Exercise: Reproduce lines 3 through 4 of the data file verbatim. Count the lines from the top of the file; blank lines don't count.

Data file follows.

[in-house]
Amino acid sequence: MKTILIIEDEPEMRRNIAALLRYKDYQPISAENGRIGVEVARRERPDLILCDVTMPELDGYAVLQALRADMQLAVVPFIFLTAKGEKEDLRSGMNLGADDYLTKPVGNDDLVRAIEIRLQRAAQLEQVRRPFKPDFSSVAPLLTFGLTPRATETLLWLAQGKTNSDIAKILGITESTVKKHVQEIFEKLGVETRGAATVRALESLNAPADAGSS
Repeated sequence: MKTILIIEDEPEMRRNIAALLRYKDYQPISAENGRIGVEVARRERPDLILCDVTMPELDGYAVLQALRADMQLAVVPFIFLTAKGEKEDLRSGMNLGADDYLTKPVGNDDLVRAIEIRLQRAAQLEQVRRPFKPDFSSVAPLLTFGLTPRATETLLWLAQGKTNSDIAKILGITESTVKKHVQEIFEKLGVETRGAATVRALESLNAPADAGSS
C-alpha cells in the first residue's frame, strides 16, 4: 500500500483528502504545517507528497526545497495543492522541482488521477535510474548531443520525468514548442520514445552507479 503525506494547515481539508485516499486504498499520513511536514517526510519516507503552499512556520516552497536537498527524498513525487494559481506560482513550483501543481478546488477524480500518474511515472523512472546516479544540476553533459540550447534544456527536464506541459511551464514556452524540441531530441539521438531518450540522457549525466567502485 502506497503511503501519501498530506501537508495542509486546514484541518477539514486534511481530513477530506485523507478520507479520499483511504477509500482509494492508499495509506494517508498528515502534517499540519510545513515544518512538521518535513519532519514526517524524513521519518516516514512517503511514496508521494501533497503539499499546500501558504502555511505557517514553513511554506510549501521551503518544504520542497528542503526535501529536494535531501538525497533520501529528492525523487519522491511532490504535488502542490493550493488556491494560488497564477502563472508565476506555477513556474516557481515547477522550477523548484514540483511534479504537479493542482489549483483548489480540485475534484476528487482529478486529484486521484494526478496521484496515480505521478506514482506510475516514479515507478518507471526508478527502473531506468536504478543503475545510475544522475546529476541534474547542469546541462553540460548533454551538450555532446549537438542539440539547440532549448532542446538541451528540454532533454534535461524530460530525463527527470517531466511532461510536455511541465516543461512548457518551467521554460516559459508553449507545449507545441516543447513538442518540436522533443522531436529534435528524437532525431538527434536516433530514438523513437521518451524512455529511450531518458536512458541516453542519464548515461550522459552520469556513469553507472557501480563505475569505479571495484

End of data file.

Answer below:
Repeated sequence: MKTILIIEDEPEMRRNIAALLRYKDYQPISAENGRIGVEVARRERPDLILCDVTMPELDGYAVLQALRADMQLAVVPFIFLTAKGEKEDLRSGMNLGADDYLTKPVGNDDLVRAIEIRLQRAAQLEQVRRPFKPDFSSVAPLLTFGLTPRATETLLWLAQGKTNSDIAKILGITESTVKKHVQEIFEKLGVETRGAATVRALESLNAPADAGSS
C-alpha cells in the first residue's frame, strides 16, 4: 500500500483528502504545517507528497526545497495543492522541482488521477535510474548531443520525468514548442520514445552507479 503525506494547515481539508485516499486504498499520513511536514517526510519516507503552499512556520516552497536537498527524498513525487494559481506560482513550483501543481478546488477524480500518474511515472523512472546516479544540476553533459540550447534544456527536464506541459511551464514556452524540441531530441539521438531518450540522457549525466567502485 502506497503511503501519501498530506501537508495542509486546514484541518477539514486534511481530513477530506485523507478520507479520499483511504477509500482509494492508499495509506494517508498528515502534517499540519510545513515544518512538521518535513519532519514526517524524513521519518516516514512517503511514496508521494501533497503539499499546500501558504502555511505557517514553513511554506510549501521551503518544504520542497528542503526535501529536494535531501538525497533520501529528492525523487519522491511532490504535488502542490493550493488556491494560488497564477502563472508565476506555477513556474516557481515547477522550477523548484514540483511534479504537479493542482489549483483548489480540485475534484476528487482529478486529484486521484494526478496521484496515480505521478506514482506510475516514479515507478518507471526508478527502473531506468536504478543503475545510475544522475546529476541534474547542469546541462553540460548533454551538450555532446549537438542539440539547440532549448532542446538541451528540454532533454534535461524530460530525463527527470517531466511532461510536455511541465516543461512548457518551467521554460516559459508553449507545449507545441516543447513538442518540436522533443522531436529534435528524437532525431538527434536516433530514438523513437521518451524512455529511450531518458536512458541516453542519464548515461550522459552520469556513469553507472557501480563505475569505479571495484